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Wiring a jack plug for mono with stereo signal.

nico nico is offline
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Join Date: Oct 2011
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For those who may read this post now...

The idea of converting a stereo sound to mono one is exactly "mixing" (you mix, i.e. add, left and right to mono), and therefore a mixing desk is exactly the necessary stuff.

Most professionnal mixing desk use mono channels (except DJ's mixing desks which try to simplify manipulation, using stereo channels). If you plan to mix stereo sound, you must usually use two channels of your professionnal mixing desk. One for left, one for right. It is a very standard need, and many cables are designed in such a way : making a stereo channel into two mono channels. For example .

Once your two channels enter in your mixing desk, you may decide to keep the stereo (you pan 100% to left 1st channel and 100% to right second channel), or you may go to mono by panning your two channels to middle...

Of course you may sum left and rigth by simply soldering both on a same pin, before entering in your mixing desk, but you may obtain some strange behaviour because it may generate side effects in the source system...
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roadrage1125 roadrage1125 is offline
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Join Date: Nov 2011
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Here's a Rube Goldberg situation:

I have a small (lapel mic size) stereo microphone for a recording Sony Walkman. A great little microphone in its day. There is a 1/8" stereo 1/8" plug solidly set in the housing - there may be no way to get it out it without damaging the microphone.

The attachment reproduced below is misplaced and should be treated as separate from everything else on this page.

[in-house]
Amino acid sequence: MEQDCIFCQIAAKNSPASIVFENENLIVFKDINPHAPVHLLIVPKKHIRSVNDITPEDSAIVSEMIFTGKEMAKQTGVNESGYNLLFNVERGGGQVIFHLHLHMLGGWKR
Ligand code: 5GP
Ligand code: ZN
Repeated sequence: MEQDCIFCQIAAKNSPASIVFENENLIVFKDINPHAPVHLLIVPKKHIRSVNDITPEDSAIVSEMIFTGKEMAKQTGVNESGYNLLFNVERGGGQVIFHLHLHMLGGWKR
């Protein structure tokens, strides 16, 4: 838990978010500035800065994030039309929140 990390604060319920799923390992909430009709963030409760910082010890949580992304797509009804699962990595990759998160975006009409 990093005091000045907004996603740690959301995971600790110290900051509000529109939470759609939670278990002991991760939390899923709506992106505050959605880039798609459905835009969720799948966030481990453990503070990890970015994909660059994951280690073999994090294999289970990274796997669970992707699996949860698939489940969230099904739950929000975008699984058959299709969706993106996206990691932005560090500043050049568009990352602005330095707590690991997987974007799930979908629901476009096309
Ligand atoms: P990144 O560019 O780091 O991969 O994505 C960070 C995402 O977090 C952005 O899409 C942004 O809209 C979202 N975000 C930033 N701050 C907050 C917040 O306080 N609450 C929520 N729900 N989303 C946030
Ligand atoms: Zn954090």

I want to put the microphone inside a Dobro resonator to get the metal cone sound. (Yes, it's been tried successfully, and I'm pursuing other options...)

Then I want to run the output mono into a PA system - either XLR or TS 1/4" phone plug. I'd prefer a phone plug so I can use effects boxes.

Tell me it's not hopeless...

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nimd4 nimd4 is offline
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Join Date: Apr 2009
Location: Belgrade, Serbia
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Classic thread, nice!..:) Thank God those days are behind us!! =)

Originally Posted by Walter Mautner View Post
You risk distortion, if the pc output is low impedance (can drive headphones).
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Join Date: Feb 2012
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Over the years, I have been separating the left & rights of audio sources and using separate channels on various PA's to preserve the overall sound.
I always thought that this was necessary due to the left / right signals having inherent 'opposition'. The alternative has been to lose one channel, which isn't a good option anyway.

If, indeed, the 3.5mm stereo TRS plug to XLR works ok, then that resolves a few issues. I've just purchased a 3.5mm TRS to XLR convertor and will report back.

Tspecht - Thanks for a diagram - the devil is in the detail!!
I was wondering why pin 1 of the XLR is not used in the above diagram, and how the stereo signal becomes combined within the XLR of the mixer / sound gear. (and I am not doubting you - just interested in knowing!)
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